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Patellofemoral Pain Syndrome (PFPS), otherwise known as Runner’s Knee, are the two most common terms used to describe pain in the area around the patella (knee cap). It’s a general term that could be used to refer to pain caused by other underlying problems such as cartilage injuries, tendon problems, and even quadriceps issues.
The symptoms most commonly reported with Patellofemoral Pain Syndrome include:
• Pain near the medial or inner portion of the knee cap
• Pain that is usually felt after long periods of sitting with the knees bent
• Pain associated with running downhill
• Pain associated with walking down stairs
Pain is usually associated with these activities because they force you to bend your knees and bending your knees aggravates the symptoms of PFPS. Bending your knees aggravates your symptoms because it increases the pressure between your knee cap and thigh bone. An increase in pressure leads to over stressing the injury and that’s why you experience pain.
For many years it was believed that pain associated with Runner’s Knee related directly to softening of the cartilage of the knee cap. However, doctors now know that the source of the pain is mostly coming from the joint itself. Additional pressure and maltracking in the joint can lead to damaged and deteriorating cartilage if your PFPS symptoms are not properly managed and treated.
Lack of stability in the kneecap and adjacent structures come into play when discussing the leading causes of Patellofemoral Pain Syndrome but other contributing factors may include:
• Joint surface problems
• Ligament and retinaculum problems
• Quadriceps problems
Factors that could play a part in you developing PFPS include:
• Abnormal knee joint movement
• Abnormal foot pronation
• High Patella
• Knock knees
• Female gender
• Subluxating Patella
• Tight hamstrings
• Weak hip abductors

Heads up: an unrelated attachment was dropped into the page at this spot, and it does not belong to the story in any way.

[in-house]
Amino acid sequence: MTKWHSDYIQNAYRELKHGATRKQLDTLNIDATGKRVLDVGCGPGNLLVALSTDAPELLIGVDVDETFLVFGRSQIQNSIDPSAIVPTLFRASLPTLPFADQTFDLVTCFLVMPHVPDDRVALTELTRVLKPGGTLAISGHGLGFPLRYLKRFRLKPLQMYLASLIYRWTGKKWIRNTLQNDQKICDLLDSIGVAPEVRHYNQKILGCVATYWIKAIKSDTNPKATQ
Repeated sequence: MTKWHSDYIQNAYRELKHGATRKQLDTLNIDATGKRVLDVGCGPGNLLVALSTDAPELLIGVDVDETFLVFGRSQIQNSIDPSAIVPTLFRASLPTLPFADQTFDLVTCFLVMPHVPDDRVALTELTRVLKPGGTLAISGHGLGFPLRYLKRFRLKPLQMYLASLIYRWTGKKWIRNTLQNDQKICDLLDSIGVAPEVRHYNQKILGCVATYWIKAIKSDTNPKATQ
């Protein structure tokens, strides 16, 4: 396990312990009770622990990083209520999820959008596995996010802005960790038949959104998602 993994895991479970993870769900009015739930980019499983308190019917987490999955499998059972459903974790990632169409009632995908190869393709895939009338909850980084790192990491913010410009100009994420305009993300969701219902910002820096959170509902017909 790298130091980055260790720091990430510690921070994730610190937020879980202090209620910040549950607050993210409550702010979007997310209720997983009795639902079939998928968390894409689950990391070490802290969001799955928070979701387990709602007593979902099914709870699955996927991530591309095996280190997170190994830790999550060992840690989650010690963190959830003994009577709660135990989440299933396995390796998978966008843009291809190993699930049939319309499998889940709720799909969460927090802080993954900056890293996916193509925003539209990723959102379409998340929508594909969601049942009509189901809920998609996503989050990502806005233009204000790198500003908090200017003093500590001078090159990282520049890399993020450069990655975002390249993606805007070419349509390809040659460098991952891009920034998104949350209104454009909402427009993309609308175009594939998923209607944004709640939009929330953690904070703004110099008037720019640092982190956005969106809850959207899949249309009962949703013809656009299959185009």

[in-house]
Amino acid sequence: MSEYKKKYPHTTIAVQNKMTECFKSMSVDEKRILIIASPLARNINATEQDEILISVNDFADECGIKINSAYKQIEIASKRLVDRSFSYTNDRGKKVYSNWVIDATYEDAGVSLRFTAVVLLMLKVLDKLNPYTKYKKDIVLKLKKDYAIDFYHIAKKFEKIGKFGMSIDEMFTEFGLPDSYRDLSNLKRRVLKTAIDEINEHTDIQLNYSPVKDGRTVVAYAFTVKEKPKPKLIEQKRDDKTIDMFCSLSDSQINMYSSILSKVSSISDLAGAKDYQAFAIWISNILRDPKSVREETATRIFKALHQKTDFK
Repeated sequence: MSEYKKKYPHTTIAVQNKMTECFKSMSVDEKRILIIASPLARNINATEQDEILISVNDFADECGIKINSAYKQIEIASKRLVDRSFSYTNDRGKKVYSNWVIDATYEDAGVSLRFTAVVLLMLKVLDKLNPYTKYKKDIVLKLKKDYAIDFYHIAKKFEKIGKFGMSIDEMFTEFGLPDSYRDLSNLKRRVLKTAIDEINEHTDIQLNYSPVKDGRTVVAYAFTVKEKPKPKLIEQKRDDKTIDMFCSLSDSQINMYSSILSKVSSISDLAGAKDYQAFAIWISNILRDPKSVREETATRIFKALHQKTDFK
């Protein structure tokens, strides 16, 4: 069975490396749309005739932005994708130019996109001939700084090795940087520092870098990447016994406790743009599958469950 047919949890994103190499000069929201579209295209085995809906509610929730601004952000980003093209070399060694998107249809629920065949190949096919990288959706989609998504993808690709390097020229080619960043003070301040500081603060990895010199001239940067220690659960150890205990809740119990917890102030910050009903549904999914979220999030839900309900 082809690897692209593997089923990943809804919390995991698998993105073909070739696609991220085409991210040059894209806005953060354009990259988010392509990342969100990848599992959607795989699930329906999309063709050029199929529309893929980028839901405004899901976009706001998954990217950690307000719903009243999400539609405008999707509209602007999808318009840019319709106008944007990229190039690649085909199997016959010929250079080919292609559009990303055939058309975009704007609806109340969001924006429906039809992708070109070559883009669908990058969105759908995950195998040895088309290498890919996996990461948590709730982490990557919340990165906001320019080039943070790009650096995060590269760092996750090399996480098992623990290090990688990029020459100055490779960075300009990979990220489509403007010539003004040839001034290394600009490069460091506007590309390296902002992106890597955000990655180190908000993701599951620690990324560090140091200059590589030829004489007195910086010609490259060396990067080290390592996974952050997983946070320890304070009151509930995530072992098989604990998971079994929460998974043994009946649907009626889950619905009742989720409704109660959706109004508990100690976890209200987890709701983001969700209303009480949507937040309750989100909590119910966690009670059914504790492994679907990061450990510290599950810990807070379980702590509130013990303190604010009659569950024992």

• Weak quad muscles
Treating Patellofemoral Pain Syndrome
Running should be decreased as soon as you begin experiencing symptoms of Runner’s Knee so as to lessen stress on the joint. You should especially avoid downhill running and other exercises performed with the knees bent. Instead, perform exercises like straight leg lifts to reduce stress on your knee and strengthen it (and your quads) at the same time. Straight leg lifts are a highly recommended form of exercise for people suffering with PFPS symptoms.
You can also treat symptoms of PFPS by stretching tight posterior muscles. Stretching your calf muscles and hamstrings on a regular basis feels great and it can do wonders for your Runner’s Knee pain. Weak hips can also play a role in this problem so don’t forget about your hips when stretching and strengthening. Talk to your doctor about which hip abductor and adductor strengthening exercises are right for you and will have the most positive result in reducing your knee pain.
Finally, don’t forget to check your shoes! It’s amazing how much you can improve your knee pain just by switching up your footwear or orthotic insert. Runner’s Knee can be a real pain to deal with, but it is manageable and you can still lead a healthy lifestyle with it.
Click here for other products that might help with your runner’s knee!
Disclaimer – I am not a doctor and I am not qualified to provide medical advice. This article was posted for informational purposes only and should not be interpreted as medical advice.
Until next time!
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